UN member states agree to negotiate high seas biodiversity pact
The UN General Assembly last Friday adopted a new resolution to develop an international legally-binding instrument in order to better address the conservation and sustainable use of marine biological diversity of areas beyond national jurisdiction. The planned pact would sit under the UN Convention on the Law of the Sea (UNCLOS).
The move came after a dedicated UN working group wrapped up nearly nine years of talks in January by recommending countries take action to develop an agreement to better protect and manage the commercialisation of marine resources found in the high seas and the international seabed.
The group had been given a mandate at the UN Conference on Sustainable Development (Rio+20) held in June 2012 in Rio de Janeiro, Brazil, to decide on the need to develop an international instrument on marine biodiversity under UNCLOS by September of this year. (See BioRes, 29 January 2015)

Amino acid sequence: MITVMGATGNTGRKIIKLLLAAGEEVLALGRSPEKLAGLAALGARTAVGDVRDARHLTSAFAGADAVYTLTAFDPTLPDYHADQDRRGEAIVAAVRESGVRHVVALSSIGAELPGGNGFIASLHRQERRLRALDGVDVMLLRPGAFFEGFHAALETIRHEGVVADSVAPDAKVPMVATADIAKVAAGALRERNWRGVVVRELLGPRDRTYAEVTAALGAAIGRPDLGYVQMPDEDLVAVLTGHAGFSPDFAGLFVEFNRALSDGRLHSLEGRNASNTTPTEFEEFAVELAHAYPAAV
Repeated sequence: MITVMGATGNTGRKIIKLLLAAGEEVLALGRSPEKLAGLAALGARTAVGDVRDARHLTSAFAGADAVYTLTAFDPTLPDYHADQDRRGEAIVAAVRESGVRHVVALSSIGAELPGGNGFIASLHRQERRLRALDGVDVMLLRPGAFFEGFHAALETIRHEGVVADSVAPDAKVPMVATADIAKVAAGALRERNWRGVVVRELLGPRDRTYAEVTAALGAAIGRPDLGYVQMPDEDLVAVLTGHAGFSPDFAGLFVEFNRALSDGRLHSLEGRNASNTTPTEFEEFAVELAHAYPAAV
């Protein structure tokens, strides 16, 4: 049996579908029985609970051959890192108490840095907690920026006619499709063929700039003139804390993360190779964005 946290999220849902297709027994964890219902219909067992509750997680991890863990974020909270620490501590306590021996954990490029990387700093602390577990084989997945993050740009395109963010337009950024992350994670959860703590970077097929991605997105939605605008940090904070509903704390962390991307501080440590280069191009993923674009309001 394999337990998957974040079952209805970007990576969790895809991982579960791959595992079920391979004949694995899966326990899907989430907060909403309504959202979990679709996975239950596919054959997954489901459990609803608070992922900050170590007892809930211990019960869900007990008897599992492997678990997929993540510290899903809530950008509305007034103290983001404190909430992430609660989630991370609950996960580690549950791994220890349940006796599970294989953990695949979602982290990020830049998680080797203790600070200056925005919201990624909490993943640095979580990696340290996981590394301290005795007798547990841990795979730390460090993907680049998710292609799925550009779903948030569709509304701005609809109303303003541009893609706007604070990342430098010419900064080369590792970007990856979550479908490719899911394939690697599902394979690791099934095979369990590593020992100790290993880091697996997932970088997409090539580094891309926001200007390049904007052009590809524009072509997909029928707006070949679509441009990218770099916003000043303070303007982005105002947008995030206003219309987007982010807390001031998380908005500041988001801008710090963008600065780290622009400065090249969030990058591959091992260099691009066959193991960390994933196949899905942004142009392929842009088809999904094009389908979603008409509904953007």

The high seas cover around 45 percent of the Earth’s surface, are home to a diverse array of marine wildlife, and deliver essential ecosystem services. The value of carbon stored by the high seas is thought to range between US$74-22 billion annually, based on the estimated economic costs of this additional carbon if released into the atmosphere, according to marine-expert group Global Ocean Commission.
Environmental and conservation groups largely reacted positively to last week’s formalisation of the January decision, although some also warned that complex and challenging negotiations now lie ahead.
“High Seas Alliance members applaud and welcome the adoption of this important resolution, though it is only the first step toward achieving a ‘wave of change’ in the way our ocean is governed,” read a press release from a dedicated advocacy group counting Birdlife International, Oceana, and the International Union for the Conservation of Nature (IUCN) among its ranks.